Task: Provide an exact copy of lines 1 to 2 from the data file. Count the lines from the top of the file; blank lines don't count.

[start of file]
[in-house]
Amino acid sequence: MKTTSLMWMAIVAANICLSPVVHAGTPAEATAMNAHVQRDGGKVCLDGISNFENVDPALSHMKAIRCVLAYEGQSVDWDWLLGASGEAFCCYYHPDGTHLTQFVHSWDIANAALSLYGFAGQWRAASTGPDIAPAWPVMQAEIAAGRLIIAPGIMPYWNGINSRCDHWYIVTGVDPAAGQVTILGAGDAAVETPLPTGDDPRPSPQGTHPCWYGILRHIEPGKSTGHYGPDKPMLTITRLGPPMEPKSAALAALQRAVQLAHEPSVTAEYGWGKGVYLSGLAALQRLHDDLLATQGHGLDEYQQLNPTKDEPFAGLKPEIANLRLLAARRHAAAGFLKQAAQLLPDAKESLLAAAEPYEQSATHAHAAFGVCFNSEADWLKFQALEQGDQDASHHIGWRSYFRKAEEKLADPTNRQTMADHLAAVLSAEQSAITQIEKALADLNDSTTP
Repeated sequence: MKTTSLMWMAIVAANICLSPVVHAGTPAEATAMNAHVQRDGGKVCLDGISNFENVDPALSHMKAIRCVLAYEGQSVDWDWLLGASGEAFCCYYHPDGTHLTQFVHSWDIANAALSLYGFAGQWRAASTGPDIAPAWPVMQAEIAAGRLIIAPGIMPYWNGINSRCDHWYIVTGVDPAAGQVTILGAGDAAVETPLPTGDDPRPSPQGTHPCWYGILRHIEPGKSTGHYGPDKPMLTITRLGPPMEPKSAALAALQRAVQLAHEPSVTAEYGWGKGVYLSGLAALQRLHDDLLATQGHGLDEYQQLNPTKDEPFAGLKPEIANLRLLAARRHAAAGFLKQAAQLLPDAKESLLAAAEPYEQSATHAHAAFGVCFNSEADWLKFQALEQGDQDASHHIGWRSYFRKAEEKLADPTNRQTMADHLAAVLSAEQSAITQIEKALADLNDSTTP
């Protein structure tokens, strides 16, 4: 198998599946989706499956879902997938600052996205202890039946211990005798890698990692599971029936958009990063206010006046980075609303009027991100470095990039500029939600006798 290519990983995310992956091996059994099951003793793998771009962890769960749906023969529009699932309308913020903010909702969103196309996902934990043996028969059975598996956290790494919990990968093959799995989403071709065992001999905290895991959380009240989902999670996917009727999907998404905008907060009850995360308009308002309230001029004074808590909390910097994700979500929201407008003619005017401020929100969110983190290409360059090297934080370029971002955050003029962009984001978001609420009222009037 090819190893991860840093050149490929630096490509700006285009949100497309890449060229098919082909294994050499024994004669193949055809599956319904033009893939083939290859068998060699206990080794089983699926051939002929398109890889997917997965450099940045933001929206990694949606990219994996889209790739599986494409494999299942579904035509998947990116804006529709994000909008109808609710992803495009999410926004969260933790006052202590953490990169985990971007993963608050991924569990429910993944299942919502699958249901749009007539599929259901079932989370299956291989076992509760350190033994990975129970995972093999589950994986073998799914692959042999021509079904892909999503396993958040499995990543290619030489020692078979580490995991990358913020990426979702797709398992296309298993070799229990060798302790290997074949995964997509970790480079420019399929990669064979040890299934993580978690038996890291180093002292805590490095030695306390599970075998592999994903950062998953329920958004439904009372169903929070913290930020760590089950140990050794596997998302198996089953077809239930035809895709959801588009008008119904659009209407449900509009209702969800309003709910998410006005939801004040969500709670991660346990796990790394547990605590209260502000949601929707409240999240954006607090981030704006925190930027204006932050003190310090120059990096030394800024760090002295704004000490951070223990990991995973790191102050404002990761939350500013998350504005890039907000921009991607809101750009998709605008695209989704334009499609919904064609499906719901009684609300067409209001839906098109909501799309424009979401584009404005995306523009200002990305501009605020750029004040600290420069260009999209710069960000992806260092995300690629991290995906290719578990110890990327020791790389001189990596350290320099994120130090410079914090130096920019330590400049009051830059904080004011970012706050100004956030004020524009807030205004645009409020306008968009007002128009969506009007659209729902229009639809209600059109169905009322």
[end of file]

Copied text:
[in-house]
Amino acid sequence: MKTTSLMWMAIVAANICLSPVVHAGTPAEATAMNAHVQRDGGKVCLDGISNFENVDPALSHMKAIRCVLAYEGQSVDWDWLLGASGEAFCCYYHPDGTHLTQFVHSWDIANAALSLYGFAGQWRAASTGPDIAPAWPVMQAEIAAGRLIIAPGIMPYWNGINSRCDHWYIVTGVDPAAGQVTILGAGDAAVETPLPTGDDPRPSPQGTHPCWYGILRHIEPGKSTGHYGPDKPMLTITRLGPPMEPKSAALAALQRAVQLAHEPSVTAEYGWGKGVYLSGLAALQRLHDDLLATQGHGLDEYQQLNPTKDEPFAGLKPEIANLRLLAARRHAAAGFLKQAAQLLPDAKESLLAAAEPYEQSATHAHAAFGVCFNSEADWLKFQALEQGDQDASHHIGWRSYFRKAEEKLADPTNRQTMADHLAAVLSAEQSAITQIEKALADLNDSTTP